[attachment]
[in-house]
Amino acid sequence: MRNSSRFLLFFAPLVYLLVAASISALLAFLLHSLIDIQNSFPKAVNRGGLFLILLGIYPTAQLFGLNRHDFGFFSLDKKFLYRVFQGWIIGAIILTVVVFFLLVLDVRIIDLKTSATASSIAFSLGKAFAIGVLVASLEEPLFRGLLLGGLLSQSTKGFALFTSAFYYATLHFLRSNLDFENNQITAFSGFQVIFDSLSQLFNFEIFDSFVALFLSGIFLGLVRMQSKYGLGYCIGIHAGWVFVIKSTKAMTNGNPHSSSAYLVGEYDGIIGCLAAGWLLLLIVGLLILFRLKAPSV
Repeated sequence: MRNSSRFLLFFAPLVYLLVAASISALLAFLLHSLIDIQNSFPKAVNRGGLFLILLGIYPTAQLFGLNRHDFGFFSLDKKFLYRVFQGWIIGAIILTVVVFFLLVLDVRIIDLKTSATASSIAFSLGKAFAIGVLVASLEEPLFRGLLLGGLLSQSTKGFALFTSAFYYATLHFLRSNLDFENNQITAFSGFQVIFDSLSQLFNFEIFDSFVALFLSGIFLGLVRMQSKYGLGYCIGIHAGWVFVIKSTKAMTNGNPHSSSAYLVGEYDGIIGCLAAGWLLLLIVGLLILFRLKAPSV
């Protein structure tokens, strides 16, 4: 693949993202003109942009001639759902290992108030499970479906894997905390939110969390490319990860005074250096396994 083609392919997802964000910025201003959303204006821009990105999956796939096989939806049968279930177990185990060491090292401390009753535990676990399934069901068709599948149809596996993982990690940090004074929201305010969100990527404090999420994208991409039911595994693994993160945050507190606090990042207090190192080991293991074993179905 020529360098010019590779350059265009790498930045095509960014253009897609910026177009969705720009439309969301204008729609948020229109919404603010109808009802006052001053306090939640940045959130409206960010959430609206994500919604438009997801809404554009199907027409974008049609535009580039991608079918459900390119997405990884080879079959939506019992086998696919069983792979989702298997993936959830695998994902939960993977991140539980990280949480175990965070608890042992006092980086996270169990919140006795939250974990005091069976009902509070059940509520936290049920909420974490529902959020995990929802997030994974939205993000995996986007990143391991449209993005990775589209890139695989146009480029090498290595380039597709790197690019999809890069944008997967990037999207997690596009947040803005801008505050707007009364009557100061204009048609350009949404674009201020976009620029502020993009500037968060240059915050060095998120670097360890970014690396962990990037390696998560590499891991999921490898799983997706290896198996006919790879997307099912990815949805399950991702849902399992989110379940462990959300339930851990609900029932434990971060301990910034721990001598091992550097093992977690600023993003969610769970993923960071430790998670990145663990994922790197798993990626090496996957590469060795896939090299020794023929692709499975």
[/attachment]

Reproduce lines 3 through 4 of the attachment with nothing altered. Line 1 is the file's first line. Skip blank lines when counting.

Repeated sequence: MRNSSRFLLFFAPLVYLLVAASISALLAFLLHSLIDIQNSFPKAVNRGGLFLILLGIYPTAQLFGLNRHDFGFFSLDKKFLYRVFQGWIIGAIILTVVVFFLLVLDVRIIDLKTSATASSIAFSLGKAFAIGVLVASLEEPLFRGLLLGGLLSQSTKGFALFTSAFYYATLHFLRSNLDFENNQITAFSGFQVIFDSLSQLFNFEIFDSFVALFLSGIFLGLVRMQSKYGLGYCIGIHAGWVFVIKSTKAMTNGNPHSSSAYLVGEYDGIIGCLAAGWLLLLIVGLLILFRLKAPSV
């Protein structure tokens, strides 16, 4: 693949993202003109942009001639759902290992108030499970479906894997905390939110969390490319990860005074250096396994 083609392919997802964000910025201003959303204006821009990105999956796939096989939806049968279930177990185990060491090292401390009753535990676990399934069901068709599948149809596996993982990690940090004074929201305010969100990527404090999420994208991409039911595994693994993160945050507190606090990042207090190192080991293991074993179905 020529360098010019590779350059265009790498930045095509960014253009897609910026177009969705720009439309969301204008729609948020229109919404603010109808009802006052001053306090939640940045959130409206960010959430609206994500919604438009997801809404554009199907027409974008049609535009580039991608079918459900390119997405990884080879079959939506019992086998696919069983792979989702298997993936959830695998994902939960993977991140539980990280949480175990965070608890042992006092980086996270169990919140006795939250974990005091069976009902509070059940509520936290049920909420974490529902959020995990929802997030994974939205993000995996986007990143391991449209993005990775589209890139695989146009480029090498290595380039597709790197690019999809890069944008997967990037999207997690596009947040803005801008505050707007009364009557100061204009048609350009949404674009201020976009620029502020993009500037968060240059915050060095998120670097360890970014690396962990990037390696998560590499891991999921490898799983997706290896198996006919790879997307099912990815949805399950991702849902399992989110379940462990959300339930851990609900029932434990971060301990910034721990001598091992550097093992977690600023993003969610769970993923960071430790998670990145663990994922790197798993990626090496996957590469060795896939090299020794023929692709499975």